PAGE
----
I’ve since come back around to appreciate Ebert’s undying adoration for movies — the pictures of his unkempt office, with its movie poster chaos and looming stacks of papers threatening to topple over and smother the man, make me smile. I’ve come to appreciate his punchy, witty prose, as well as his self-awareness. I never feel like I’m reading a sermon or a lecture when I read Ebert. I know I’m reading his personal take on a film, albeit a very informed and smart personal take, and he never tried to hide that subjectivity. Like most of us, I don’t think I’d have ever gotten into film criticism had it not been for Ebert.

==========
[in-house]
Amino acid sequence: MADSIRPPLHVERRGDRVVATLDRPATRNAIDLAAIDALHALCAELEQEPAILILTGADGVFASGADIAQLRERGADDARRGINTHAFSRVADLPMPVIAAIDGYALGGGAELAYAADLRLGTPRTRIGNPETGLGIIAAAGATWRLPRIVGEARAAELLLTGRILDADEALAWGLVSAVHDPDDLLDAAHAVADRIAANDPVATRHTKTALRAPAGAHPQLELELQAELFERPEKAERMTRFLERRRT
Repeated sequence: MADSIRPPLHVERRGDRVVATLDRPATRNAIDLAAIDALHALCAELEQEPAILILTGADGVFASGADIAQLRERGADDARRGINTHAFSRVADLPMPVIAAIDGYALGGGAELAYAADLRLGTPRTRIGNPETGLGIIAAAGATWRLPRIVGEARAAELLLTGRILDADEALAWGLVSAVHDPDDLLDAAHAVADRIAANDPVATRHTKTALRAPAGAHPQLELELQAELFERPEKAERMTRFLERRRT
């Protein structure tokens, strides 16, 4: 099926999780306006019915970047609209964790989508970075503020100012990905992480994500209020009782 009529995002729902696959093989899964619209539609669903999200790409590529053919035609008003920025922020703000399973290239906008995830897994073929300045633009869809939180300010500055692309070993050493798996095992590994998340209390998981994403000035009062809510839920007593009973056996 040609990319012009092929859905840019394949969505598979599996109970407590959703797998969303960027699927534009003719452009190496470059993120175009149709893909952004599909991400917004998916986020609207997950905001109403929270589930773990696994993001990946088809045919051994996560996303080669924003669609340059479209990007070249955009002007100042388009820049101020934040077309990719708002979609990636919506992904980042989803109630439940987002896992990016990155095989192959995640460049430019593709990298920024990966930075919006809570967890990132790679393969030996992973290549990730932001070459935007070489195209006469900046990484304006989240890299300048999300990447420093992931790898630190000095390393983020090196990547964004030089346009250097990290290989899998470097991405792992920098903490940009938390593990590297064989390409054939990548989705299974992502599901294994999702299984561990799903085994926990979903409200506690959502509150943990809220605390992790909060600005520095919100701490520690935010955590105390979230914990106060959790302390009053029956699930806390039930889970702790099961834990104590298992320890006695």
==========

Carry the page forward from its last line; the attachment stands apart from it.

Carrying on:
Gary Kramer, Gay City News, Phila Gay News
I certainly enjoyed watching Ebert on TV, and I think he’s a very fine writer, but I gravitated more towards Pauline Kael. She influenced me more in terms of what to see in films and what films to see — than Ebert (or other critics ever did). I do think Ebert was a great and necessary populist critic, and I admire his volume of work and contributions, but I’m a loyal Paulette.
Luke Y. Thompson, Topless Robot
I understand the desire to be contrarian, so I’ll lead off with the most negative thing I can think of to say about Mr. Ebert — for a guy who wrote a Russ Meyer movie, he sure was pearl-clutchingly hysterical about horror early on. I also think that if he had anything to do with the selection of Siskel substitutes that came and went, his choices were not especially good.